Along the way I got to know more about yoga and Buddhism, and found them very similar. I started to appreciate Buddhism more, beneath all the rituals there are things that I can understand. For a writing assignment about a yogi that inspired me, I chose Siddharta Gautama as my subject. When people ask me what’s my religion, I say Buddhism because it’s a simple answer and it’s the closest to what I believe. If they ask further they’ll find out that I don’t really go to any temple or do any rituals.

Fast forward a few years, to make the story short, I grew spiritually. Universe arranged for me conditions in which I could keep growing up spiritually. And arranged the presence of a living guru in my life, that gave me a boost of spiritual growth. I come to understand that all religion is just different paths towards the same peak. And rituals are reminders often lost in translation. Here’s a story my guru narrated that shows how something become rituals.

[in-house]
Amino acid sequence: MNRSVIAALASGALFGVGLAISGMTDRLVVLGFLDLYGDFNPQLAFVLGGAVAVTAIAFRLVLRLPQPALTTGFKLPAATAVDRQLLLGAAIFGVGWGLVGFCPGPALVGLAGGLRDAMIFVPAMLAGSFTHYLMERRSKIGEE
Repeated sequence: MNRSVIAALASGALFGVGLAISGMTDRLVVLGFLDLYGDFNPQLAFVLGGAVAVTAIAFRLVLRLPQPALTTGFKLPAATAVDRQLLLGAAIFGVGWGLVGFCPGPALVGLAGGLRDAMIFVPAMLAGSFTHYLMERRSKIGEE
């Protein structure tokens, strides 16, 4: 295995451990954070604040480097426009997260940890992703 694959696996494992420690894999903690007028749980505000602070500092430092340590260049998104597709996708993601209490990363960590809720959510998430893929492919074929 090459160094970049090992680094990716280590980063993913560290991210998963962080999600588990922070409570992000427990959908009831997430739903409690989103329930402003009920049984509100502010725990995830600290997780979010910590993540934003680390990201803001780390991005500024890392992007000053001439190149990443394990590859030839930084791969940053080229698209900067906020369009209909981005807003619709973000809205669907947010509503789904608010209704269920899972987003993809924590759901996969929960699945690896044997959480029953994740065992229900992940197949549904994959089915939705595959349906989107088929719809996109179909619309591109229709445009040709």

Once upon a time in an ashram, lived a spiritual teacher. The teacher had been practicing for a long time. One fine day, while the teacher was peeling potatoes, he experienced samadhi. Afterwards the teacher told his students about his experience of samadhi. One of the student asked “Teacher, what were you doing when it happen?” And the teacher said “I was peeling potatoes”. Not long after that the teacher passed away. 10 years later, if anyone come to that ashram, the first thing he notice is that everybody is peeling potatoes.

Now when people ask me what’s my religion, I simply say I have a personal relationship with God. Sometimes they insist – “But WHAT is your religion?” Then I have to explain that I communicate with God personally, I don’t do it through religion. Some look at me in disbelief, and probably think “Blasphemy!” but that’s my truth. And I use the word God because it’s easier to be understood, despite many misuse of that word. I can replace the word God with Universe, or Nature, or Divine Mother, or Brahman, or Consciousness, and what I meant is still the same. I’m not saying religions are unnecessary, they are different paths toward the same goal. If walking that particular path works for you, that’s really great, keep going. It wasn’t working for me, so I chose to tread my own path.